I have MTS and there is no cure.

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post #26 of 37 Old 02-27-2011, 10:01 PM
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Got it to change thanks for your help. I will try it tomorrow and see how it goes. I will also look up the manual to see if I get other ideas it just never occured to me to try to look up the manual on the internet before.
Glad you could figure it out. If that shutter speed doesn't work out for you. Try a little slower until you get the right exposure. Good luck. Post some pics when you get a chance.
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post #27 of 37 Old 02-27-2011, 10:33 PM
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No rush. I looked into your camera and you also have the aperture priority mode. Try playing with that tomorrow. Wide aperture = smaller f-stop number. You could of course go full manual in M mode and set aperture as wide as possible and shutter speed fast. Like 1/160 of a second or equivalent fast shutter speed. It's gonna take some playing around but do it at your leisure.
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You would need the flash though for that fast of a shutter speed...

There are some great more advanced point and shoot cameras that don't cost an arm and a leg, IF you actually use a camera on a regular basis. I certainly don't use a DSLR (even though they are awesome), but that certainly hasn't stopped me. Even after a few years, my Panny can still amaze me sometimes. I intend to get a nice DSLR when I am out of college and have the cash, but even then I don't think I could live without a decent point and shoot. Tanker what would you consider spending on a camera? I might be able to suggest something.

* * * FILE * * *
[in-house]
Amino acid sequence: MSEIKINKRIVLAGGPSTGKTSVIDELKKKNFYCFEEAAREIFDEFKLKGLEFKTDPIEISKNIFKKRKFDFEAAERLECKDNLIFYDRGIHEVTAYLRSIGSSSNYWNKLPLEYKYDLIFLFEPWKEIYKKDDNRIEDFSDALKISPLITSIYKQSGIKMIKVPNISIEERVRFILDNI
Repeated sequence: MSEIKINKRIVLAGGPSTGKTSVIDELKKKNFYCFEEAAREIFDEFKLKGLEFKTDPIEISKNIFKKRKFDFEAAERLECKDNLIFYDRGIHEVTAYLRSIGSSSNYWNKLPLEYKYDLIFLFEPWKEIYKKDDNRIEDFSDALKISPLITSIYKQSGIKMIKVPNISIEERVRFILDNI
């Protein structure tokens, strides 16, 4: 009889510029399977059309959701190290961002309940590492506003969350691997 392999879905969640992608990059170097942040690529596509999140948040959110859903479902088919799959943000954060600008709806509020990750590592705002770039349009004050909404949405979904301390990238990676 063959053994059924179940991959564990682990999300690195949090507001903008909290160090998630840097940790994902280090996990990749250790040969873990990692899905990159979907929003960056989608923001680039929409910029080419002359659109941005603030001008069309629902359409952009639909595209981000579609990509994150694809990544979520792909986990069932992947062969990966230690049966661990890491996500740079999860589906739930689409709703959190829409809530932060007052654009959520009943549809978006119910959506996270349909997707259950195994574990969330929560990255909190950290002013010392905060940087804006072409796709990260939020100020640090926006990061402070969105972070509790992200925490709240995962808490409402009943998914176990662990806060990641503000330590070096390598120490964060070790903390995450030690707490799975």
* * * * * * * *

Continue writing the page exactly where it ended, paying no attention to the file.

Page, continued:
I will use my camera in full auto to full manual and anything inbetween. I have gotten good fish pics under many different settings. I started buying used filters for my camera so will have some new stuff to play with outside this summer, I'm super excited =D

Don't agree much with shooting at an angel to the glass, but whatever works I guess. I would like to photo edit, but I am much too lazy for that. How it comes off the camera is how I live with it.

.... I'm probably drunk.

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post #28 of 37 Old 02-27-2011, 10:37 PM
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You would need the flash though for that fast of a shutter speed...

There are some great more advanced point and shoot cameras that don't cost an arm and a leg, IF you actually use a camera on a regular basis. I certainly don't use a DSLR (even though they are awesome), but that certainly hasn't stopped me. Even after a few years, my Panny can still amaze me sometimes. I intend to get a nice DSLR when I am out of college and have the cash, but even then I don't think I could live without a decent point and shoot. Tanker what would you consider spending on a camera? I might be able to suggest something.